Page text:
‘There’s a special place in hell for women who don’t support each other,’ argues Pip Jamieson, a female tech founder. But what is being supportive?
My partner and I moved to a new apartment recently. We decided to have our neighbours over for drinks. One of them is a pregnant dentist. Over the course of the night, she confessed that she had gone part time. She immediately said that she was aware that too many Dutch women go part time and that that’s considered a problem, but she was happy. I could feel it was difficult for her to explain her situation.
A week ago I was in New York for a conference. I met up with a good friend who was celebrating her promotion to Research Director with a top multinational architectural firm. She was in her late sixties and was feeling great. She spoke about how some of her clients had propositioned her. She said the flirting was all in good fun though and she would never trade that kind of banter for anything in the world. She knew that was not the politically correct thing to say in today’s #metoo climate, but there it was.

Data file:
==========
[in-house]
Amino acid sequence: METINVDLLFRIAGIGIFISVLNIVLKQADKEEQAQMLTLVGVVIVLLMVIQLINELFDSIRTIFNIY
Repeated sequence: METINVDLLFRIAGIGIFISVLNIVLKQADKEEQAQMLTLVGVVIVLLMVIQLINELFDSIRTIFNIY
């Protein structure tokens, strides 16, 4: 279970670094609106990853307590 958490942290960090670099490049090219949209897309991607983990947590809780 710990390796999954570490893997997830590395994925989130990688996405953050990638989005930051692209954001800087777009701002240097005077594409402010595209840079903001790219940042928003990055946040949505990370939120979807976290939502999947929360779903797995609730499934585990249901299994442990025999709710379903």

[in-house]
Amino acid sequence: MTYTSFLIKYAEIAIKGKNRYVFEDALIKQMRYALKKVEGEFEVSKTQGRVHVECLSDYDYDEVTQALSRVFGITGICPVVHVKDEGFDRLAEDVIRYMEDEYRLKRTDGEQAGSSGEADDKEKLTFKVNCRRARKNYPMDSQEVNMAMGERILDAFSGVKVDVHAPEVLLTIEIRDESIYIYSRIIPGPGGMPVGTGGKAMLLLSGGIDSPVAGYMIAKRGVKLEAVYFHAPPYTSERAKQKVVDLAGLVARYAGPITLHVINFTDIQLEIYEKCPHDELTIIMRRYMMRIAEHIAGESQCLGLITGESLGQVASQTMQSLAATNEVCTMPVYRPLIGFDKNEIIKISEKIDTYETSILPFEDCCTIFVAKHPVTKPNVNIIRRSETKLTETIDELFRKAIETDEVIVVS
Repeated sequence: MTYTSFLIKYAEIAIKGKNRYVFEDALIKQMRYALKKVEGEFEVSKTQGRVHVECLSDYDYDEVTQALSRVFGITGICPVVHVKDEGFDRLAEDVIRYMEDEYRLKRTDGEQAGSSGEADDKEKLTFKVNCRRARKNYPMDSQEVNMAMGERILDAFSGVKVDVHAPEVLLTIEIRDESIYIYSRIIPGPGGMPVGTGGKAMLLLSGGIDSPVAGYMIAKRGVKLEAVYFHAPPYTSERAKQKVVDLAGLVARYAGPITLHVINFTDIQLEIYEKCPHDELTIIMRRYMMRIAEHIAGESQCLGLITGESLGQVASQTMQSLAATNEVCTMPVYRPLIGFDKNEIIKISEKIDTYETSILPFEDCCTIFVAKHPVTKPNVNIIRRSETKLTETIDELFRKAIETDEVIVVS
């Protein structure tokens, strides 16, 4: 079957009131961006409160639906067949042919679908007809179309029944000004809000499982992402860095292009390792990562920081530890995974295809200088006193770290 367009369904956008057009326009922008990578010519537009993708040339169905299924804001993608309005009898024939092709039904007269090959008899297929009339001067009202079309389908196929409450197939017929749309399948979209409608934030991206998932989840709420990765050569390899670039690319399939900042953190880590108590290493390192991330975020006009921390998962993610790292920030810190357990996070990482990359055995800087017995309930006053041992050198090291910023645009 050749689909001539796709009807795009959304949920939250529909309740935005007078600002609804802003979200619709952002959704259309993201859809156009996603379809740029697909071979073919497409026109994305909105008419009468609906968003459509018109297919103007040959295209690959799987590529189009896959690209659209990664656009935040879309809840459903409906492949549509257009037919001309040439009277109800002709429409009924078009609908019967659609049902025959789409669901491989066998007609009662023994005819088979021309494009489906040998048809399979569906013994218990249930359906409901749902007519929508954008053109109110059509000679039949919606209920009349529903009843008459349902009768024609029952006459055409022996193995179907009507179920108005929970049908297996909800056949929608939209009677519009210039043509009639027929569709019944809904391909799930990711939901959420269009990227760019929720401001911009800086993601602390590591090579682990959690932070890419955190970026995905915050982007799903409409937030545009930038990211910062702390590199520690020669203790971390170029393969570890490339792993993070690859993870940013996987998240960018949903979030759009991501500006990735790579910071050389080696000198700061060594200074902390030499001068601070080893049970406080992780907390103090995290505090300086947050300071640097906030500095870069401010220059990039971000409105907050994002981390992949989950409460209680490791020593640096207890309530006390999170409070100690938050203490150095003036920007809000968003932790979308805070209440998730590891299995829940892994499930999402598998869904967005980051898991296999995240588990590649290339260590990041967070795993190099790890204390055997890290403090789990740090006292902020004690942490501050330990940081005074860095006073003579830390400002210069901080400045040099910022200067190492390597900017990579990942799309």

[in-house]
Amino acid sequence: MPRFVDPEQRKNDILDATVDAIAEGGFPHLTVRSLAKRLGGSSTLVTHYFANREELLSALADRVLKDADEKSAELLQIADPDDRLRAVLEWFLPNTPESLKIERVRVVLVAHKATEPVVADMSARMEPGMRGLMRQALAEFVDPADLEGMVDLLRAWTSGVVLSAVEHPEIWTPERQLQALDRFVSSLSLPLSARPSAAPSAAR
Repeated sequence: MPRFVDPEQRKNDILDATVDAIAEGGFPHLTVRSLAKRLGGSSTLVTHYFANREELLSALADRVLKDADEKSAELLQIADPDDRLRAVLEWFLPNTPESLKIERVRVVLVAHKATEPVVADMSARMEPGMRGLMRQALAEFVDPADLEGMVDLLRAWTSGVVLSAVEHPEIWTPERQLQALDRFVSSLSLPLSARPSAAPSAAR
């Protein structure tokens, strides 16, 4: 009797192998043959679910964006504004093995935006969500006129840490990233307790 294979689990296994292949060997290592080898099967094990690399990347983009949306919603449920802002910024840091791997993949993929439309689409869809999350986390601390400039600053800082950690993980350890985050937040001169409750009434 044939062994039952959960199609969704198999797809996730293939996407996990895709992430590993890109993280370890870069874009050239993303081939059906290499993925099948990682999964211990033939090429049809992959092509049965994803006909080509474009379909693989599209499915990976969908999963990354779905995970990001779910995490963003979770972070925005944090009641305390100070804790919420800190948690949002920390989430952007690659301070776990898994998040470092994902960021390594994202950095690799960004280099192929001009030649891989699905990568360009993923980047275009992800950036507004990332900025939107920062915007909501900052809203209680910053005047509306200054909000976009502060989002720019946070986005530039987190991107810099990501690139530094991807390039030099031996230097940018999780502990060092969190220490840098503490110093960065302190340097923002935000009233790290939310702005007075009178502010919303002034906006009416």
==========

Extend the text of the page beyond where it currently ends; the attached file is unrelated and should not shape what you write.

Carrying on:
As a woman, you learn to practise diverse forms of self-censorship, especially with other women. It is not easy to say that you love to stay home and cook, that you aren’t ambitious, that motherhood is not your thing, or that you are a workaholic and you love it. Your gender is a default filter. Your personal story becomes a political statement. The so-called ‘sisterhood’ may feel betrayed.